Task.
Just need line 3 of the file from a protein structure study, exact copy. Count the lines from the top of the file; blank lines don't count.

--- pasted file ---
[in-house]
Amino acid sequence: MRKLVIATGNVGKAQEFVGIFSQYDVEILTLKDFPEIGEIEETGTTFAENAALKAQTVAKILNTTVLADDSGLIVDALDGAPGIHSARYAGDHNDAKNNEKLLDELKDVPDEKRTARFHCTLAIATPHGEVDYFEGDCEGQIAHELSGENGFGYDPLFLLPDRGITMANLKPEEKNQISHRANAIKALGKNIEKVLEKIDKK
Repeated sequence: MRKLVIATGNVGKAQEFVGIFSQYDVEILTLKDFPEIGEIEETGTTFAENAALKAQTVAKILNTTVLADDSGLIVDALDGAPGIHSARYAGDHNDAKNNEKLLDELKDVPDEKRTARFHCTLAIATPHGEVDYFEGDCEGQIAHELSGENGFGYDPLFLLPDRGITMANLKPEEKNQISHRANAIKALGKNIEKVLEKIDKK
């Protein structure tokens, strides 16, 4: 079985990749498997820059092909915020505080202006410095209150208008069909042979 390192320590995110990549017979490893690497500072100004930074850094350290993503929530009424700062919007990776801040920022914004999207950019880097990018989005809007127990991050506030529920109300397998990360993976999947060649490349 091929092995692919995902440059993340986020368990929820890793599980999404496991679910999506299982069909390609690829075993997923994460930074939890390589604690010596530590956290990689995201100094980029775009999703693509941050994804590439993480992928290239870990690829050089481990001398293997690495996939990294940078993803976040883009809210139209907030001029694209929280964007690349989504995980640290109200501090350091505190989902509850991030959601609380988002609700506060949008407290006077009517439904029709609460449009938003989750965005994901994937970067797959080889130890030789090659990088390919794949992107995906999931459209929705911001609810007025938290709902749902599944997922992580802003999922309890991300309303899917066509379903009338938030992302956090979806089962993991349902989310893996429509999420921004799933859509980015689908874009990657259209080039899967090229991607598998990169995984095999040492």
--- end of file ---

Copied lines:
Repeated sequence: MRKLVIATGNVGKAQEFVGIFSQYDVEILTLKDFPEIGEIEETGTTFAENAALKAQTVAKILNTTVLADDSGLIVDALDGAPGIHSARYAGDHNDAKNNEKLLDELKDVPDEKRTARFHCTLAIATPHGEVDYFEGDCEGQIAHELSGENGFGYDPLFLLPDRGITMANLKPEEKNQISHRANAIKALGKNIEKVLEKIDKK